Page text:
One of the biggest problems in relationships is money. It causes some of the most stress and is certainly the biggest reason people cite for getting a divorce. This is especially true if two people who are in a relationship disagree about money. They say opposites attract and that is certainly true regarding money. It is not a surprise when a spender and a saver get together. It is not a surprise when you have, to use Dave Ramsey’s terms, a “free-spirit” and a “nerd.” The free-spirit tends to be the one who doesn’t necessarily care about the numbers, while the nerd is all up in those numbers regarding finance.
Money problems are compounded when you have a lot of debt, whatever it may be. You feel like you can’t breathe. I can certainly admit that I feel that way sometimes when I see the mountain of student loan debt that we have to pay back it seems never-ending and daunting. So much so you want to throw up your hands and just not deal with it. The problem with that, of course, is that you don’t deal with the problem and it just becomes worse.
In the ROB household, we have different views on money. I am a planner. I always have been. I like to tick boxes, line things up and take them as they come. I want a plan and execute it. I am a financial nerd. The problem with that is that I don’t necessarily allow myself to enjoy money. I feel guilty when we go out to dinner or something because I think that money can used in other places.
Mrs. ROB is different. She isn’t a planner. She doesn’t necessarily worry about the numbers. That doesn’t mean she isn’t cognizant of what goes on in our financial lives, but it is something that is not of a primary concern of hers.
I will fully admit that we have fought about money. We still have some disagreements about money. My biggest problem is communicating about money. If something needs to be solved I want it done like now. And that doesn’t work when you have different viewpoints on money and different ways of dealing with a variety of issues. I struggle with how we try to achieve our goals (financial independence) while having some fun with money. I also don’t want to be a micro-manager because that would drive Mrs. ROB crazy. She might even say that I am a bit of micro manager. I try not to be. I am trying to be better.
Overcoming This Monetary Obstacle
So if we disagree about money then how do we deal with it in the ROB household? The truth is we have done this through trial and error. We have tried where she pays her bills and I pay mine. We have tried to totally integrate our finances, but I know Mrs. ROB felt that she couldn’t enjoy buying something she liked and I was stressed about paying off debt so I am sure I was difficult to live with.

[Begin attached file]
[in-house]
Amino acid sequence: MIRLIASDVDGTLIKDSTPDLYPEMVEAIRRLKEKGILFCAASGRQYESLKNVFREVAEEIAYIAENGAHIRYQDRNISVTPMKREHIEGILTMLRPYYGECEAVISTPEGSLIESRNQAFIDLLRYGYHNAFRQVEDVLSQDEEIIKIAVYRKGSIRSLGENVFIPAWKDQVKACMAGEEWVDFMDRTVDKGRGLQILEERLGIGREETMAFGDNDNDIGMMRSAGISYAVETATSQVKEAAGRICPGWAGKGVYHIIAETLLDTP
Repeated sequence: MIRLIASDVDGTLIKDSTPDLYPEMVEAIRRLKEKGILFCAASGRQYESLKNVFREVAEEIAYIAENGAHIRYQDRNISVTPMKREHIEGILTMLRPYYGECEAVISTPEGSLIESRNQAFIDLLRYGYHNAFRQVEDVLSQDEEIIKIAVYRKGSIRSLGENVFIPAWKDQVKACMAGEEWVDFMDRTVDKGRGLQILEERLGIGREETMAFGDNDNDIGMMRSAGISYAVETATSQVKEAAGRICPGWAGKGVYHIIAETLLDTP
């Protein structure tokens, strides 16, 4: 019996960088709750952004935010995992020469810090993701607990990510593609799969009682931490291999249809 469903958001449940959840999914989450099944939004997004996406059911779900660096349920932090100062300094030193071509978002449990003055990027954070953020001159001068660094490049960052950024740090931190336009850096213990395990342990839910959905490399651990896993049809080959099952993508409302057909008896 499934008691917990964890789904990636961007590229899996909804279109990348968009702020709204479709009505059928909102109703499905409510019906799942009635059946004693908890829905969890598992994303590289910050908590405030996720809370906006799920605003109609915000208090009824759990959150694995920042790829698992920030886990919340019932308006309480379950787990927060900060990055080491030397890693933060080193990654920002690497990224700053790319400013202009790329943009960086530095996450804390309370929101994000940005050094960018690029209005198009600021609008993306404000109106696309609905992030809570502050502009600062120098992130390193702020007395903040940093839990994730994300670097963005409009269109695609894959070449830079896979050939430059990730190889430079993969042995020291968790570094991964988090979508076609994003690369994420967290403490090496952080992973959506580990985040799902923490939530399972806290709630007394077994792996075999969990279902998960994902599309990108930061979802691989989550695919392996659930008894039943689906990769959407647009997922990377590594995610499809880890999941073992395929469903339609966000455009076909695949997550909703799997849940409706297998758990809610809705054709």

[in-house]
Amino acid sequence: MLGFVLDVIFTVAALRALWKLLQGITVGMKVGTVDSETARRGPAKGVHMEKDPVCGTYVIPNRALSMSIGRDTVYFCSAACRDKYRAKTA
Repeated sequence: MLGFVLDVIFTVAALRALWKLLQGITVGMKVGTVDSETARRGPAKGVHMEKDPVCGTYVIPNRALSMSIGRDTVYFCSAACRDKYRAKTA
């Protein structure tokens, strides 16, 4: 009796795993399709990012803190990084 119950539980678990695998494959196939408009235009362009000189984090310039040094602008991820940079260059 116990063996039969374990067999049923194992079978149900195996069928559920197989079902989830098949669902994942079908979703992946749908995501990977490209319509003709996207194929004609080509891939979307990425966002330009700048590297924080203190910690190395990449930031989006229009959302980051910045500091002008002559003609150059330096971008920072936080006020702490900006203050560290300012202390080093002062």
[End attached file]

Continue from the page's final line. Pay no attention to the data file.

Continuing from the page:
After trying five or six items we finally agreed to something called the Yours, Mine, and Ours budget. Here is how it works for us. We have direct deposit for our paychecks, but we actually put them into separate checking accounts. Mrs. ROB has hers and I have mine.
Every paycheck we transfer money out of those accounts into a larger savings account that I use to pay bigger bills. The bills like the mortgage, car payment, student loans, and insurance our all automatic withdrawals. The utility bills and other items I will often actually put on my Fidelity Rewards credit card. At the end of the month, I take the money that we have transferred out and pay that credit card off.
Whatever money is left over in the two checking accounts is our money to spend for the month.
We determine what we put into that joint account based on two things. First, we add up all the bills for that particular month. Our monthly expenses, for the most part, are fairly fixed. We vary on our spending for food and entertainment, but it is pretty consistent at a particular number. We then contribute a percentage of our income to the account. The percentages add up to 100% of the bills, but the amounts we contribute do not. The amount we contribute is based upon our take home pay. So let’s say I bring home $2000 and Mrs. ROB brings home $1000. Based upon our bills we contribute a percentage of our take home pay to the OURS account. In our case it might be 2/3ds of my income and 1/3 of hers (that actually isn’t our percentages or how much money we bring home per month, it is just for illustration purposes) or if Mrs. ROB made more money (and sometimes does in a month) then she would contribute a greater percentage of her income (e.g. 55% vs 45% for me). Whatever is left over we keep for ourselves.
The advantages of the plan are that it gives us autonomy to do what we want the money. We shouldn’t feel guilty if we want to order take-out or get coffee or buy a new item.
Now I fully admit this is hard for me. I do feel guilty for spending some money. I actually put some of mine aside or what I have also done is increase my retirement contributions so that the money goes toward something what I consider to be more productive for our future. I do have to learn to enjoy money though.
If you are having money fights and money problems the Yours, Mine, and Ours budget might work for you. It hasn’t totally eliminated our money fights or issues, but it does give us a bit of autonomy to do what we want with our money.
The trick is, and this is hard for me I fully admit, to commit to the system and not judge the other person for whatever they use the money for. If you are going to create the system then stick with the system. We have been using it for about a year now. Again, it isn’t perfect, but it is so far working, for the most part, for us.